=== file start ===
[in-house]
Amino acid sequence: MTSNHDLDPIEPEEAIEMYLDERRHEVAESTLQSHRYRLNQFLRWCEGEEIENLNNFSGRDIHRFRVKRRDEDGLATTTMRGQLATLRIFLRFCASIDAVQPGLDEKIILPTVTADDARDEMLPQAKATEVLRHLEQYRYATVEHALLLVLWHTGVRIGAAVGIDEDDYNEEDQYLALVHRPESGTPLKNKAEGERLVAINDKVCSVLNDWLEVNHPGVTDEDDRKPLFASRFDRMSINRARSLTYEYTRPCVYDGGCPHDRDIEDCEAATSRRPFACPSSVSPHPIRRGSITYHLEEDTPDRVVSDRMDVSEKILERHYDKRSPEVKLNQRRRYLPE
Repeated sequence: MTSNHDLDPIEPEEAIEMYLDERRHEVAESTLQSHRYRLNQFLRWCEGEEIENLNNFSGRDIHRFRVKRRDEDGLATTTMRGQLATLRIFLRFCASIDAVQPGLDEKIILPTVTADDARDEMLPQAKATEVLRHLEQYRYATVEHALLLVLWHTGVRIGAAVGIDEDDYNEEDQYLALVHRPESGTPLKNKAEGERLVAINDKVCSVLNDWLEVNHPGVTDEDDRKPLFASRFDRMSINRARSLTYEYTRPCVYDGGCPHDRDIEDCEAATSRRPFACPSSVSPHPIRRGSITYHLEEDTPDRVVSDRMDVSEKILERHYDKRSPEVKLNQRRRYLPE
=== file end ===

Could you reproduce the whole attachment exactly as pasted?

[in-house]
Amino acid sequence: MTSNHDLDPIEPEEAIEMYLDERRHEVAESTLQSHRYRLNQFLRWCEGEEIENLNNFSGRDIHRFRVKRRDEDGLATTTMRGQLATLRIFLRFCASIDAVQPGLDEKIILPTVTADDARDEMLPQAKATEVLRHLEQYRYATVEHALLLVLWHTGVRIGAAVGIDEDDYNEEDQYLALVHRPESGTPLKNKAEGERLVAINDKVCSVLNDWLEVNHPGVTDEDDRKPLFASRFDRMSINRARSLTYEYTRPCVYDGGCPHDRDIEDCEAATSRRPFACPSSVSPHPIRRGSITYHLEEDTPDRVVSDRMDVSEKILERHYDKRSPEVKLNQRRRYLPE
Repeated sequence: MTSNHDLDPIEPEEAIEMYLDERRHEVAESTLQSHRYRLNQFLRWCEGEEIENLNNFSGRDIHRFRVKRRDEDGLATTTMRGQLATLRIFLRFCASIDAVQPGLDEKIILPTVTADDARDEMLPQAKATEVLRHLEQYRYATVEHALLLVLWHTGVRIGAAVGIDEDDYNEEDQYLALVHRPESGTPLKNKAEGERLVAINDKVCSVLNDWLEVNHPGVTDEDDRKPLFASRFDRMSINRARSLTYEYTRPCVYDGGCPHDRDIEDCEAATSRRPFACPSSVSPHPIRRGSITYHLEEDTPDRVVSDRMDVSEKILERHYDKRSPEVKLNQRRRYLPE